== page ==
|Publication number||US6903706 B1|
|Application number||US 10/101,503|
|Publication date||Jun 7, 2005|
|Filing date||Mar 20, 2002|
|Priority date||Mar 20, 2002|
|Publication number||10101503, 101503, US 6903706 B1, US 6903706B1, US-B1-6903706, US6903706 B1, US6903706B1|
|Inventors||Lorne Trottier, Yves Tremblay, Razid Samdjy, Robert Lafleur, Stéphane Tremblay|
|Original Assignee||Matrox Graphics Inc.|
|Export Citation||BiBTeX, EndNote, RefMan|
|Patent Citations (16), Non-Patent Citations (1), Referenced by (25), Classifications (8), Legal Events (4)|
|External Links: USPTO, USPTO Assignment, Espacenet|
The invention relates to enabling multi-display output to a plurality of display devices. More specifically, it relates to driving dual displays having Digital Visual Interface (DVI).
The Digital Visual Interface (DVI) is widely accepted as the standard digital interface for digital display devices like flat panels. The Digital Display Working Group (DDWG) developed the specification for DVI. DVI uses Silicon Image's PanelLink technology, which is a high-speed serial interface that uses transition minimized differential signaling (TMDS) to send data to the monitor.
Transition minimized refers to a reduction in the number of high-to-low and low-to-high swings on a signal. Differential describes the method of transmitting a signal using a pair of complementary signals. The encoding uses logic to minimize the number of transitions, which helps avoid excessive electromagnetic interference levels on the cable, thereby increasing the transfer rate and improving accuracy.
DVI allows for two TMDS logical links according to a specification, called Dual-Link. Each link is composed of 3 differential data pair (RGB+control signals), shares a differential clock pair and, using the present standard, has a maximum bandwidth of 165 MHz for a single link and 330 MHz for two links. The DVI specification requires that once a mode requires a pixel clock greater than 165 MHz, then it must use the second link as well. The two links share the same clock so that the bandwidth is evenly divided between them. The system enables one or both links, depending on the capabilities of the monitor. Dual-Link uses a first one of the data links to transmit odd pixels and the second data link to transmit even pixels.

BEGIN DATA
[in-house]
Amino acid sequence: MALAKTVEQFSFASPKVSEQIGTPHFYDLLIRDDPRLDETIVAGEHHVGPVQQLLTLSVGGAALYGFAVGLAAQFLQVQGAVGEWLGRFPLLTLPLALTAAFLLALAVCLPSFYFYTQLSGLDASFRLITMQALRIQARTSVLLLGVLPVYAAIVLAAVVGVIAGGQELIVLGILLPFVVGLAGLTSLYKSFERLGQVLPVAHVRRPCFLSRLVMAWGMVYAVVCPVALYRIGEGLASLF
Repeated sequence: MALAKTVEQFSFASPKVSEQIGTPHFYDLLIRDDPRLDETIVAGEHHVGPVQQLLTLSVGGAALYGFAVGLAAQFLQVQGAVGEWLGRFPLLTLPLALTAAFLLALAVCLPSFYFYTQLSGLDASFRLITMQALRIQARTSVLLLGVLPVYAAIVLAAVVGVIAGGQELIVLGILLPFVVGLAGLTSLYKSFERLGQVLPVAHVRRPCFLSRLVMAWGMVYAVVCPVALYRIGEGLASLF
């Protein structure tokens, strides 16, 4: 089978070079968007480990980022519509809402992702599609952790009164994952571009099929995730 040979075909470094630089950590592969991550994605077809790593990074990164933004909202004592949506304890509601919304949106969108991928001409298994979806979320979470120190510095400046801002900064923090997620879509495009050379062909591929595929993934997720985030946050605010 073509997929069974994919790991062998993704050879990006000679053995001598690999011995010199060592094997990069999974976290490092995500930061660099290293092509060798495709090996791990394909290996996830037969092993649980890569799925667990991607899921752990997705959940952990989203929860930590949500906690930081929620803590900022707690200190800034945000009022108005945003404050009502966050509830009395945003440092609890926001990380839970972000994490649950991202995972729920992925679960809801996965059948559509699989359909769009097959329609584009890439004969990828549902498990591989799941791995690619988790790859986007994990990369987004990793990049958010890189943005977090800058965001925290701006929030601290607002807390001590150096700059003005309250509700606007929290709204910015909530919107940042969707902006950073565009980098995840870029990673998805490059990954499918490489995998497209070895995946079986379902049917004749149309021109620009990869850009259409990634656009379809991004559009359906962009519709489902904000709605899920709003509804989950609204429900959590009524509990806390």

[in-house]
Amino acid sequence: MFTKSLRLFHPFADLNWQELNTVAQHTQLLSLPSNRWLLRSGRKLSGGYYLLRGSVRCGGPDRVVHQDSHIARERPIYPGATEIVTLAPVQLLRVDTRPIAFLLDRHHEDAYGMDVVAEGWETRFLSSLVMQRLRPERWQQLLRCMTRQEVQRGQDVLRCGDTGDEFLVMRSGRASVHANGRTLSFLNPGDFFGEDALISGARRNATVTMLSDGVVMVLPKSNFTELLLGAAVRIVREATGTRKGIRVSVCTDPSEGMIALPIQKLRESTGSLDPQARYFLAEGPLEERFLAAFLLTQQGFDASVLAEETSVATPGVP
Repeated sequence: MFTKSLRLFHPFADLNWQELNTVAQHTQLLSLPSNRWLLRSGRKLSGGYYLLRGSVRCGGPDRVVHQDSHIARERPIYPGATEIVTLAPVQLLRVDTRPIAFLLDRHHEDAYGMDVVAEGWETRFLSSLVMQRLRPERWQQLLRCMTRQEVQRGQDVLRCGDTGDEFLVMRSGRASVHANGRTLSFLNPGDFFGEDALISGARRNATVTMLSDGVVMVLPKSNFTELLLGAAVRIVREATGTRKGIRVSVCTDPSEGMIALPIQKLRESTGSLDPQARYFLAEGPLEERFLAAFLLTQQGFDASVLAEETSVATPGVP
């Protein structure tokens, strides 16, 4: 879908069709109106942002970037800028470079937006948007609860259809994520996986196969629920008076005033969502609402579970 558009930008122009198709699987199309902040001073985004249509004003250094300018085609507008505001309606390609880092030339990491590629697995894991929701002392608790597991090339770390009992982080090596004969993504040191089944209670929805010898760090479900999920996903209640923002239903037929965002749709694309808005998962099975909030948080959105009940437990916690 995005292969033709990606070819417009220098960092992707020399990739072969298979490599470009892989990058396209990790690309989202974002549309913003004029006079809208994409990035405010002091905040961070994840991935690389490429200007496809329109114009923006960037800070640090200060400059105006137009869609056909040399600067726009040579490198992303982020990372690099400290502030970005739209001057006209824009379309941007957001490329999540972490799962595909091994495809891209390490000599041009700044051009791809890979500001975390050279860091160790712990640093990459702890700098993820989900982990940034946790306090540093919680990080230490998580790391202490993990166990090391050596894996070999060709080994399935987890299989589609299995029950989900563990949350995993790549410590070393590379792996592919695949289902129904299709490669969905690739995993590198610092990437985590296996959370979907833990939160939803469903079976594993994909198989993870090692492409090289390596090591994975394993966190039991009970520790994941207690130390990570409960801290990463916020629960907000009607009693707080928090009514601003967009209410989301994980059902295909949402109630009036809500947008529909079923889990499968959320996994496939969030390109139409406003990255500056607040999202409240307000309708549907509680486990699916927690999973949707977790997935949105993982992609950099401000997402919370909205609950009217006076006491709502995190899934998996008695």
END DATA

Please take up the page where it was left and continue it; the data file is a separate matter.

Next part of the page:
DVI also takes advantage of other features built into existing display standards. For example, provisions are made for Extended Display Identification Data (EDID) specifications, which enable the monitor, graphics adapter, and computer to communicate and automatically configure the system to support the different features available in the monitor.
In the state of the art, Dual-Link allows for high-resolution display on one output device. There is a need to drive two flat panel screens together, but to have their displays independent from each other. This need is fed by the desire for more ergonomic work areas with displays of increased real estate. The cost of buying two 15 inch monitors is significantly low compared to the cost of buying one 19 inch monitor. Similarly, a flat panel screen takes up a lot less room on a work area, such as a desk, than a standard monitor does.
Moreover, the digital panel display market is growing from month to month. With the pressure on graphics adapter manufacturers to produce products for the digital panel market, there is a growing need for a system that can accommodate not only one digital display, but also two simultaneous ones with independent images.
Accordingly, an object of the present invention is to allow a system that can drive two displays that use Digital Visual Interface (DVI) for displaying two separate pictures on two separate output devices simultaneously. In the specification, this is referred to as dual DVI.
Another object of the present invention is to allow a system that can selectively drive two displays, each using a single link, or one high-resolution display using two single links, allowing twice the bandwidth for one display. In this specification, Dual-Link is used to mean a system that can display an image using two pipelines by sending data representing a first portion of the image via one pipeline and data representing a second portion of the image via the second pipeline.
According to a first broad aspect of the present invention, there is provided an apparatus for providing output to at least two digital displays, said apparatus comprising a serializer having a first channel and a second channel, an odd pixel input, an even pixel input, an odd pixel output, an even pixel output, and a serializer clock controlling the first and second channels, synchronized with a pixel clock signal and having an output adapted to feed at least two digital displays over separate channels; a first display controller output carrying a first display pixel stream connected to the odd pixel input; a second display controller output carrying a second display pixel stream connected to the even pixel input, the first and second display pixel streams synchronized according to the pixel clock signal; a first digital display connector operatively connected between the odd pixel output, the serializer clock output, and a first single link digital display; and a second digital display connector operatively connected between the even pixel output, the serializer clock output, and a second single link digital display.